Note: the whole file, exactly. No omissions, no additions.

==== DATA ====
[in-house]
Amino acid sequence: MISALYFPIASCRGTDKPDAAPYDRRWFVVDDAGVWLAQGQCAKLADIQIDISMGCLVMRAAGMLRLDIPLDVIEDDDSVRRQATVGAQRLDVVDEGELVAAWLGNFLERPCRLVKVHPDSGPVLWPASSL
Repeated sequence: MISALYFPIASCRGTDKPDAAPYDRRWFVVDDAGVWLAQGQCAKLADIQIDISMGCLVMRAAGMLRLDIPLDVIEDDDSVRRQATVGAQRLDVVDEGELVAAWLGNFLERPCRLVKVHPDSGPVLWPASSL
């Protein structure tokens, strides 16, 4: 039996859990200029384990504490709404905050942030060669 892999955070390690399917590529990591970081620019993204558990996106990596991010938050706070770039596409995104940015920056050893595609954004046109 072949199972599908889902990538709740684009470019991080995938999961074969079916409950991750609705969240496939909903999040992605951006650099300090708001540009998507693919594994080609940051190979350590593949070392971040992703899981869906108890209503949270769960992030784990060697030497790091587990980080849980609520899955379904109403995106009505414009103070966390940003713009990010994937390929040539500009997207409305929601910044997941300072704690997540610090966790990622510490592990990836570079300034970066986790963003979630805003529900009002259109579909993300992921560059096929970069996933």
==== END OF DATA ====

[in-house]
Amino acid sequence: MISALYFPIASCRGTDKPDAAPYDRRWFVVDDAGVWLAQGQCAKLADIQIDISMGCLVMRAAGMLRLDIPLDVIEDDDSVRRQATVGAQRLDVVDEGELVAAWLGNFLERPCRLVKVHPDSGPVLWPASSL
Repeated sequence: MISALYFPIASCRGTDKPDAAPYDRRWFVVDDAGVWLAQGQCAKLADIQIDISMGCLVMRAAGMLRLDIPLDVIEDDDSVRRQATVGAQRLDVVDEGELVAAWLGNFLERPCRLVKVHPDSGPVLWPASSL
């Protein structure tokens, strides 16, 4: 039996859990200029384990504490709404905050942030060669 892999955070390690399917590529990591970081620019993204558990996106990596991010938050706070770039596409995104940015920056050893595609954004046109 072949199972599908889902990538709740684009470019991080995938999961074969079916409950991750609705969240496939909903999040992605951006650099300090708001540009998507693919594994080609940051190979350590593949070392971040992703899981869906108890209503949270769960992030784990060697030497790091587990980080849980609520899955379904109403995106009505414009103070966390940003713009990010994937390929040539500009997207409305929601910044997941300072704690997540610090966790990622510490592990990836570079300034970066986790963003979630805003529900009002259109579909993300992921560059096929970069996933």